The reason for the mounding success and popularity? Because, frankly, I had created a safe place filled with art, magic, love, and togetherness; a sensibility our queer community craves.

It's estimated that some million onlookers and parade participants descend upon San Francisco to celebrate Pride's resilient spirit and diversity, each and every year. The parade has come a long way from its initial walk down Polk Street. There have been a bevy of dogmas to champion, fight for and believe in, although it's still an uphill battle advocating for those beliefs.


Named a Grand Marshal in 2005, Juanita MORE! and her contingent wore white and black.  

Controversy
The SF Pride Board is facing controversy over their recent complacency for allowing big tech corporations — who, frankly, don't support a litany of LGBTQ-positive policies — to participate in the festivities. These companies have started to make improvements, though change can feel like pouring molasses.

I stand with the individuals who have felt the grunt of some bad policies and keep coming to the table to fight to make real shifts happen; the parade must go on.

This year, SF Pride is recognizing my philanthropic efforts that have come from my annual event. So, it goes without saying I couldn't be more honored that "one of the most highly anticipated parties of the year" is now recognized as an Official Event of San Francisco Pride.

"We are very excited to relaunch our official events for Pride 50, and there's nothing in S.F. bigger and better than a Juanita MORE! Party," San Francisco Pride's Executive Director Fred Lopez writes in a statement about the news. "Over the years, she's raised more than $600,000 to help keep this city fabulous and queer, and we could not be more thrilled to partner with her."

This acknowledgment is a significant milestone for me, and my goal is to raise the bar this year as one of the only non-profit events held that weekend.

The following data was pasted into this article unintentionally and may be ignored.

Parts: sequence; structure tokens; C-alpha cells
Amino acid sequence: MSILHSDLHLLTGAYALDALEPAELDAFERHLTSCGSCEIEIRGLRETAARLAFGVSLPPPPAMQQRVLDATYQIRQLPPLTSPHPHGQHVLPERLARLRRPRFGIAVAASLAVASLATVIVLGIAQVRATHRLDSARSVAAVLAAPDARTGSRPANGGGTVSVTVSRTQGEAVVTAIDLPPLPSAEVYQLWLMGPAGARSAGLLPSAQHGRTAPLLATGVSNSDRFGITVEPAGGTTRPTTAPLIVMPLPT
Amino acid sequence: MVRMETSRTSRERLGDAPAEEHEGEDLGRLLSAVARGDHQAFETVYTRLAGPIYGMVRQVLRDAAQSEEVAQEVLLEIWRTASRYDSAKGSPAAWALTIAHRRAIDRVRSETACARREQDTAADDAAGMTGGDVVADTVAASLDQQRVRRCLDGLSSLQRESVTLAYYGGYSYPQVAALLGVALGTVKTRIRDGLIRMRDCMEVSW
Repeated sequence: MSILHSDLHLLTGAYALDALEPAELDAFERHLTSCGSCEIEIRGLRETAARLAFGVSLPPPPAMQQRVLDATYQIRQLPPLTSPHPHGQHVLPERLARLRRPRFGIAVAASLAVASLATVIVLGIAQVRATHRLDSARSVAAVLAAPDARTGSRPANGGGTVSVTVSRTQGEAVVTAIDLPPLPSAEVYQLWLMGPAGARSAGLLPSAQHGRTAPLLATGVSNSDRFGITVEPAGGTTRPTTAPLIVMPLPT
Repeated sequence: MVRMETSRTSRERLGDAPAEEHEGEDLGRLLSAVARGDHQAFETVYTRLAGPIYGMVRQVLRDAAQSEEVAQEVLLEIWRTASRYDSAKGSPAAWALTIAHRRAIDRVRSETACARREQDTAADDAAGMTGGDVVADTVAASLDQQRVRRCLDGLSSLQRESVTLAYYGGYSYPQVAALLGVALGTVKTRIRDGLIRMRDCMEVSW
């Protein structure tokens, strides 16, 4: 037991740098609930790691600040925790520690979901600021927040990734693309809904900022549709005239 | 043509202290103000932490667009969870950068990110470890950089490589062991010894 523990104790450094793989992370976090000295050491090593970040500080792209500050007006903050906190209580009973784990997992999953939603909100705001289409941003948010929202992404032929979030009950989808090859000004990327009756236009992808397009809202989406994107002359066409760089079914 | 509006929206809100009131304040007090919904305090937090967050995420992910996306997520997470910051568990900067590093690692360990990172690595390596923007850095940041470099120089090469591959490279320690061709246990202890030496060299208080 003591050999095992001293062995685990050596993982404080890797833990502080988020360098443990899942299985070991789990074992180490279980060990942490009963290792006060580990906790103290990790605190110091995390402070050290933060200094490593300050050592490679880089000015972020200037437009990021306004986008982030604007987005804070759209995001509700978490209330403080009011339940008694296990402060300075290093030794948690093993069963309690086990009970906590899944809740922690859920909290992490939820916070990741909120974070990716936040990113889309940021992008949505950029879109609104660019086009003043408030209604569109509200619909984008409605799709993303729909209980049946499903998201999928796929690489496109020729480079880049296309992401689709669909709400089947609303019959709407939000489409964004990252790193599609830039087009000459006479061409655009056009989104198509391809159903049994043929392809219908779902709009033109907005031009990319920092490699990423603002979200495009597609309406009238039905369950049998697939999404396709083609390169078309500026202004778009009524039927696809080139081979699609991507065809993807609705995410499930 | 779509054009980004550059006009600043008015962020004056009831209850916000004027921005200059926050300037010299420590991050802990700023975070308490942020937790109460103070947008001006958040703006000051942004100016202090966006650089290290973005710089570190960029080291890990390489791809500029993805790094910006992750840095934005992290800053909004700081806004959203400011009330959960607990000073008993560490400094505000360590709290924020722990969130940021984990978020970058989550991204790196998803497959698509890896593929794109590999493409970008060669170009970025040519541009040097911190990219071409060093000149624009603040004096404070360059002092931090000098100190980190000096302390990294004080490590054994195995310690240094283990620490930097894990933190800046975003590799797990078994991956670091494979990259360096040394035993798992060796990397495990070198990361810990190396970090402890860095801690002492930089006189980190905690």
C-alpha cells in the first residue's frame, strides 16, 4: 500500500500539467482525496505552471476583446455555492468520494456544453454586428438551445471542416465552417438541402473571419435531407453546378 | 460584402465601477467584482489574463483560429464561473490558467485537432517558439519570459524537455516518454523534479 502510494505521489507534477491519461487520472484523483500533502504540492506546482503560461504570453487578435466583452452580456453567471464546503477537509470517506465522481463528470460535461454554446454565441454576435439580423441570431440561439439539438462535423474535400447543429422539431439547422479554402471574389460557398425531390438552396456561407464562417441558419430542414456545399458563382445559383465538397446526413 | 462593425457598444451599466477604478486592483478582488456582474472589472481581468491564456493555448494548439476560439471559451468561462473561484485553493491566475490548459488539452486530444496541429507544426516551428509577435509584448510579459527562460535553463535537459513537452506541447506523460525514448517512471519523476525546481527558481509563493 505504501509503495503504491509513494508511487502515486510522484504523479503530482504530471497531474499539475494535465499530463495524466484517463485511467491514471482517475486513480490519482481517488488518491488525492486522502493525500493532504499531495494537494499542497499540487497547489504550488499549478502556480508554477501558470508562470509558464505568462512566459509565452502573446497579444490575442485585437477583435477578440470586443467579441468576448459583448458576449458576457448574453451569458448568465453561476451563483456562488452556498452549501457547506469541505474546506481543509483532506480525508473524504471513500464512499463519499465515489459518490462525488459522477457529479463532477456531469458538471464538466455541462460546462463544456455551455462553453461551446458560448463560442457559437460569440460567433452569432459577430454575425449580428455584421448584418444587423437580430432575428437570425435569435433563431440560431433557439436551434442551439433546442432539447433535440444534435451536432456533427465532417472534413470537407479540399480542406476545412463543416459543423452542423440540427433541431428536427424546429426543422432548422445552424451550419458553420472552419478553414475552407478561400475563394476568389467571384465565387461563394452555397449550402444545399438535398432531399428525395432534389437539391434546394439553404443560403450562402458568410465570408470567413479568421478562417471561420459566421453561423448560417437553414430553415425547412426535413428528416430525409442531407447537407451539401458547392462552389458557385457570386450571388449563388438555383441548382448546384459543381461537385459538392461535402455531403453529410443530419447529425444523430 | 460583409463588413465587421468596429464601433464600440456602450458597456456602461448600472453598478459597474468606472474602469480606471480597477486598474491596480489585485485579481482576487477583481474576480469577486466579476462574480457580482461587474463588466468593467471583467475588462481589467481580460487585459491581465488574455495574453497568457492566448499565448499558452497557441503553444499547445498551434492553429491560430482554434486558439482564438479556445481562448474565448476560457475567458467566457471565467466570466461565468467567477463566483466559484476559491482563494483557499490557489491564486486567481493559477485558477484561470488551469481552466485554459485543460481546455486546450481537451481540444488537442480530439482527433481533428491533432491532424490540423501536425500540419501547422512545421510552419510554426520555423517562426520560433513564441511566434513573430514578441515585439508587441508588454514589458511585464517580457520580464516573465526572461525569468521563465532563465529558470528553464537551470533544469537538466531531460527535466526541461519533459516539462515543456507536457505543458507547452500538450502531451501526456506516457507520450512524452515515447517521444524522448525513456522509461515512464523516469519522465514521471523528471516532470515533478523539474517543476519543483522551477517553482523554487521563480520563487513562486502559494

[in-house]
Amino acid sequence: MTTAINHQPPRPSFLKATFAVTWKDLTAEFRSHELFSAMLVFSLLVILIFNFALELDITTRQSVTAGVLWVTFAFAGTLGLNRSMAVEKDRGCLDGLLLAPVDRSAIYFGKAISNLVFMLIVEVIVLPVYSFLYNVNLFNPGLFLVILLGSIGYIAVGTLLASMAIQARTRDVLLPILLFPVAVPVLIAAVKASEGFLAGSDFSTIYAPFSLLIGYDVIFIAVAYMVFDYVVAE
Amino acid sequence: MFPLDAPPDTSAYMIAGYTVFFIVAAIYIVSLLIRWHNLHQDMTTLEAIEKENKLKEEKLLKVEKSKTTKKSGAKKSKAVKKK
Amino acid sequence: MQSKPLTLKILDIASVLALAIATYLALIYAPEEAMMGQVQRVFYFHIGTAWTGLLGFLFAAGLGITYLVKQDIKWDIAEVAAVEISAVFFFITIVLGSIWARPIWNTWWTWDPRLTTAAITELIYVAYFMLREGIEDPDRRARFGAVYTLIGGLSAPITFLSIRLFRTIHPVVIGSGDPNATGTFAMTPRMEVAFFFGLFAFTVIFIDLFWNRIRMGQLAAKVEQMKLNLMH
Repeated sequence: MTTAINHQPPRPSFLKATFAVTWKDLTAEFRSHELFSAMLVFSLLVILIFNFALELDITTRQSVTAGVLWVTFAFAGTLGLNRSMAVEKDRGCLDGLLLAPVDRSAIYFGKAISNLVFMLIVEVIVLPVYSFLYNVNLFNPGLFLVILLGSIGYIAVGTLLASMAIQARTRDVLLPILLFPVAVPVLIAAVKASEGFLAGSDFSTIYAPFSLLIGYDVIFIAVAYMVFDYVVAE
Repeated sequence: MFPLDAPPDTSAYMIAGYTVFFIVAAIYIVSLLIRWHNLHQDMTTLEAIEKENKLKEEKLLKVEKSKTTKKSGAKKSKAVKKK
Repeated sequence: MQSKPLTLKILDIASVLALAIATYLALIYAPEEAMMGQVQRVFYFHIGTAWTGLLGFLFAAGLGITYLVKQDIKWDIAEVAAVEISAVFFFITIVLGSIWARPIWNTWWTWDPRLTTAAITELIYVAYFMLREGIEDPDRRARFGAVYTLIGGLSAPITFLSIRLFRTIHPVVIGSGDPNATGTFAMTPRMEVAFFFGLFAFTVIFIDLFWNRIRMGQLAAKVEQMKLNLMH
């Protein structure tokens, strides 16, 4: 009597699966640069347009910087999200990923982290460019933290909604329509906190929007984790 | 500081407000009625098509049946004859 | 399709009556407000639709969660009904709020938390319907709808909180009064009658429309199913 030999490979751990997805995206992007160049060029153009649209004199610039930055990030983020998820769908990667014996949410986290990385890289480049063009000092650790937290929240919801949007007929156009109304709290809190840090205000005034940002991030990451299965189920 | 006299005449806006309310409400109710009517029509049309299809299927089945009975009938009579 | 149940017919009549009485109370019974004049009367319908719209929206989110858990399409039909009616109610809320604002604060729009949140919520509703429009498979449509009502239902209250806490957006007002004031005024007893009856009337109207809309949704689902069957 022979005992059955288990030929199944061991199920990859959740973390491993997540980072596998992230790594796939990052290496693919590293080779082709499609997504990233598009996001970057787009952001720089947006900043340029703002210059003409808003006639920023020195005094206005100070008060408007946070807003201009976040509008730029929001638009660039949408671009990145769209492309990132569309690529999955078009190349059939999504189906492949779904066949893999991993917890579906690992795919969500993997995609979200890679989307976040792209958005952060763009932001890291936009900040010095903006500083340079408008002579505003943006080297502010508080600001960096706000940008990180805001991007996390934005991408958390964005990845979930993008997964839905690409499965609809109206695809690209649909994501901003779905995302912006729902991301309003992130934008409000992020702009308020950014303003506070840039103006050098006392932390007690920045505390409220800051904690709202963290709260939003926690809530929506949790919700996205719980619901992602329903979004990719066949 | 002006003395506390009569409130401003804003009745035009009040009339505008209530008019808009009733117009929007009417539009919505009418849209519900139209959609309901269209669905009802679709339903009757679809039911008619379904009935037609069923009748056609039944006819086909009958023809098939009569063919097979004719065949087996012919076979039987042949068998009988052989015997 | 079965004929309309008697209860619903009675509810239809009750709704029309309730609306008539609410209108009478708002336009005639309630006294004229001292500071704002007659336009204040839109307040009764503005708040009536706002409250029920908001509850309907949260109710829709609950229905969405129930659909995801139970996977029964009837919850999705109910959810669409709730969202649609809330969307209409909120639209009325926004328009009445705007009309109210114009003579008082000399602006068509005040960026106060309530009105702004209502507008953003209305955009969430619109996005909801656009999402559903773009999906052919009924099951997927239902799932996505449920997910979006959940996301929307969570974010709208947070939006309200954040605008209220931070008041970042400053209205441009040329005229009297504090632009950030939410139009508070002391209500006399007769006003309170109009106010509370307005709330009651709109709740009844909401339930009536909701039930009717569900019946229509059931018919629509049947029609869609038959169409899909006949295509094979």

Civic Center in 1996, with Juanita MORE! atop a truck-driven float.  

Community support
As the City faces an unprecedented affordability crisis, demand is growing for safety-net services that support the most important members of the LGBTQ+ community — the voices of our future. This year as we celebrate SF Pride's golden anniversary, I have named the SF LGBT Center as the beneficiary.

Funds will help support all of the Center's vast array of programs, including the city's first Host Homes program which aims to provide LGBTQ+ young adults (ages 18-24) with safe places to live by connecting them to temporary community hosts in San Francisco who open up their private homes for a period of 3 to 12 months.

Across the United States, our queer youth still dream of leaving home to follow the rainbow that glows over the City. Though, the cost of living is so high that it's becoming more and more difficult to survive here. Young people flee rejection from their families, unsupportive schools, and communities due to homophobia and transphobia. Many of them are arriving here without employment, housing, or a supportive network and face incredible hardship finding affordable housing, culminating into homelessness.

Past beneficiaries have included:
Tenderloin Aids Resource Center
Harvey Milk City Hall Memorial
New Leaf Outreach to Elders
Transgender Law Center
Bay Positives
GSA Network
Out Loud Radio
AIDS Housing Alliance
Youth Empowerment Summit
Queer Lifespace
LGBT Asylum Project
Q Foundation
Our Trans Youth
GLBT Historical Society and Archives

It's an overwhelming list for me to read, even for myself.

Our community has thrived because of the previous brave generations before us, those legends planted the seeds of both love and compassion, but also strength and resilience. It's my duty as a community leader to keep what was planted alive. Let's keep building the future of our community by supporting our LGBTQ+ youth in their quest to carry on our legacy.

Tickets for Juanita MORE!'s Pride Party; Cash-only ticket sales start Monday, February 24, at Sui Generis Consignment, 2231 Market St.

More info at http://www.juanitamore.com